Basketball season is around the corner and over the next several weeks we’ll rundown some of the biggest storylines facing the 2014-15 Michigan Wolverines. In this edition we look at Michigan’s youth and whether the Wolverines will struggle with another young roster. (Photo: Michigan Basketball)
Michigan is going to have one of the youngest rosters in the Big Ten once again this season. The Wolverines return just two starters from last year’s Big Ten Championship squad and seven of their 12 eligible scholarship players have freshman eligibility. Two freshmen are expected to start and many others will play critical roles. John Beilein could have his youngest roster yet in Ann Arbor despite the fact that the Wolverines have ranked 300th or worse in experience four times in eight years and have never ranked better than 207th.
As a program, the Wolverines are stuck in a constant cycle of youth. Transfers and attrition have played a small part in the equation, but the NBA Draft has been the catalyst. In the last five years, seven Wolverines have opted to enter the NBA Draft before exhausting their eligibility. (Despite having consistently young rosters, Michigan has also graded out favorably in the NCAA’s Academic Progress Ranking metric to track graduation rate.)
John Beilein has managed to build a dominant program in the Big Ten despite constantly recycling his roster. The Wolverines lead the Big Ten with 40 wins over the last three seasons and had the youngest team in the league in 2013 and 2014.
Projecting a rough lineup rotation for the 2014-15 season points toward having a roster comparable to the 2012-13 team. That means the 2014-15 Wolverines should be comparable to the 2012-13 Wolverines in terms of experience. That team went to the National Championship and was a tip-in away from a Big Ten title, but was also the Big Ten’s youngest team since 2009 Indiana, who went 6-25 (1-17).
The numbers show that there’s very little correlation between experience and Big Ten success. Since 2009, the conference’s best teams haven’t always been the oldest. There have been several good young teams and a handful of bad old teams to buck conventional wisdom. However, Michigan’s young teams been among the league’s most productive over the last five years.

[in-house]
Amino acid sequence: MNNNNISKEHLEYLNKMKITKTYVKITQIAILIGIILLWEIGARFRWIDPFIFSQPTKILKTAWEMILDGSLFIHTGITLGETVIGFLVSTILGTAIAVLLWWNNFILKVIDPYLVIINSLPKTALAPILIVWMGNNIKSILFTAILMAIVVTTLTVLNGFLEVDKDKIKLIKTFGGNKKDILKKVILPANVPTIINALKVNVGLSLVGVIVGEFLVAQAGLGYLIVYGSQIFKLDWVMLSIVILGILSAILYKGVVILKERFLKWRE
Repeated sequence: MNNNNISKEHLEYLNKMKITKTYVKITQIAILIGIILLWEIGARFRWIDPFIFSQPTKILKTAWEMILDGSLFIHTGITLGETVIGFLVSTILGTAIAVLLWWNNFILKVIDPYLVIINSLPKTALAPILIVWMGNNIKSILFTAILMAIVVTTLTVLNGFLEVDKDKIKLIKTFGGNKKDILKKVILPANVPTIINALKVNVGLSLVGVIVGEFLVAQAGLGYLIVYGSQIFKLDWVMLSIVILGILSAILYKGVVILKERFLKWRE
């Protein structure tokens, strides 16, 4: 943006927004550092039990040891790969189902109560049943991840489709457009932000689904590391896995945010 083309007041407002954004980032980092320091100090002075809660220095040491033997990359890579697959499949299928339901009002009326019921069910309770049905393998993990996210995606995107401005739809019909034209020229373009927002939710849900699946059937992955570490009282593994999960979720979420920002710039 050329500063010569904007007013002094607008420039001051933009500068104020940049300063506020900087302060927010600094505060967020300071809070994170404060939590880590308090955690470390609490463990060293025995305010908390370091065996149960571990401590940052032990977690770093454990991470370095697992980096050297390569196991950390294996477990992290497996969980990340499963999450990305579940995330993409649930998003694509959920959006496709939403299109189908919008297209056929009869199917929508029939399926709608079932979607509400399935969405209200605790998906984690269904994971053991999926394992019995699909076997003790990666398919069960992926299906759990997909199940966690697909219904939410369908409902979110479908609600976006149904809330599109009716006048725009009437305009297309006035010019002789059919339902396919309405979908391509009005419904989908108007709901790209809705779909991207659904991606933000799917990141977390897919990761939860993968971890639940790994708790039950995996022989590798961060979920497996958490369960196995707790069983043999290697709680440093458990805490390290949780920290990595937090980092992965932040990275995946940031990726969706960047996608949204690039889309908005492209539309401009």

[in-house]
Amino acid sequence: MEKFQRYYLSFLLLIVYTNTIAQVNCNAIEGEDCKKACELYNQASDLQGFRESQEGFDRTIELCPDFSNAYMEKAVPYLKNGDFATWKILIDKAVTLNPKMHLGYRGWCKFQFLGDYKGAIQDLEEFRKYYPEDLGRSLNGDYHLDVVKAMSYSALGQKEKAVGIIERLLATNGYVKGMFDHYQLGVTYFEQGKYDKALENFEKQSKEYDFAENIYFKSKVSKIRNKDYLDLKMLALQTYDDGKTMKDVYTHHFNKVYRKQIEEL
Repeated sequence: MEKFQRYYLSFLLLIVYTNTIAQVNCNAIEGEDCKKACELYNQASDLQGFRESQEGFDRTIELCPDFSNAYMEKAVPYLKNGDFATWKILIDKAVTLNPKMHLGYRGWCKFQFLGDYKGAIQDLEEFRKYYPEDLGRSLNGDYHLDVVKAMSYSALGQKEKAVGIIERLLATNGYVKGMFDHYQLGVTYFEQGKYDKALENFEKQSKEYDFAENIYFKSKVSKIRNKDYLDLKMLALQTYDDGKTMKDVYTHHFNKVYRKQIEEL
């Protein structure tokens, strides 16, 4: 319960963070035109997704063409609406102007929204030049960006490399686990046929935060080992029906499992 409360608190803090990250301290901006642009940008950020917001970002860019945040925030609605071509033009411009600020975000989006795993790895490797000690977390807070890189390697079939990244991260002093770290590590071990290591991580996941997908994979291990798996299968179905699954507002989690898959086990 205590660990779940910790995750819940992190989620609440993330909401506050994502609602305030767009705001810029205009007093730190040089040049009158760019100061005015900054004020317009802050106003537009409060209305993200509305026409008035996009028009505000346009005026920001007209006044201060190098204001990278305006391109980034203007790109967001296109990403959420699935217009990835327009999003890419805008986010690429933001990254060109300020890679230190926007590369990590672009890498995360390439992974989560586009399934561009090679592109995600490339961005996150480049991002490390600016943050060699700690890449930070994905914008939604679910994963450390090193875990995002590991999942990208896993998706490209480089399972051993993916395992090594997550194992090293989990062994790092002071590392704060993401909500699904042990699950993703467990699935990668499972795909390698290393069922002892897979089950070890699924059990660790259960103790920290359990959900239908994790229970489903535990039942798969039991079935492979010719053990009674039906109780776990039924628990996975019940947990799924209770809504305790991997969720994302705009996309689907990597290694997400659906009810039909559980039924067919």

The follow scatterplot shows conference efficiency margin plotted against average experience with Michigan’s last five seasons labeled.
While there isn’t significant correlation, it’s clear that Michigan’s last two seasons have redefined what a young team can accomplish in the Big Ten. The 2013 and 2014 teams were the most successful young teams in the conference by a wide margin. The Wolverines’ two-year cycle of player growth hasn’t caught up to them just yet, but could this be the year?
On paper, expecting Michigan (and its freshman) to exceed expectations once again seems unfair. The Wolverines have a deep freshman class, but only one player is ranked in the top-50 nationally (Kameron Chatman) and many flew well below the radar and weren’t added until late in the recruiting cycle (Aubrey Dawkins, Muhammad-Ali Abdur-Rahkman).
Schools known for succeeding with young rosters are generally able to do it because they have NBA talent. It’s no coincidence that all five starters from Michigan’s 2013 team are now on NBA rosters. Right now, this roster doesn’t appear to have as many future pros. The Wolverines have Caris LeVert – arguably the top draft prospect in the Big Ten – but the other 11 players on the roster aren’t popping up on many other draft boards just yet.
It feels like everyone other than Wisconsin is either reloading their roster or hoping to make a big improvement in 2015, so Michigan should still be able to compete in the league, but where should expectations be set? A core of Caris LeVert, Zak Irvin and Derrick Walton is still very good. But the biggest difference between this Michigan team and other recent teams could be the absence of Jordan Morgan.
Morgan was the constant in Michigan’s rotation, locker room and roster over the past four years. He anchored the defense, took care of the defensive glass and provided leadership. In his place, Michigan will rely on redshirt freshman Mark Donnal and true freshmen Ricky Doyle and DJ Wilson. The good news is that Morgan was also a freshman once and he played the same role then.
Michigan has proven that it’s possible for freshman to overachieve, but the fact that the Wolverines will be forced to do it once again this season is enough reason to pause and reconsider the outlook of the 2014-15 campaign.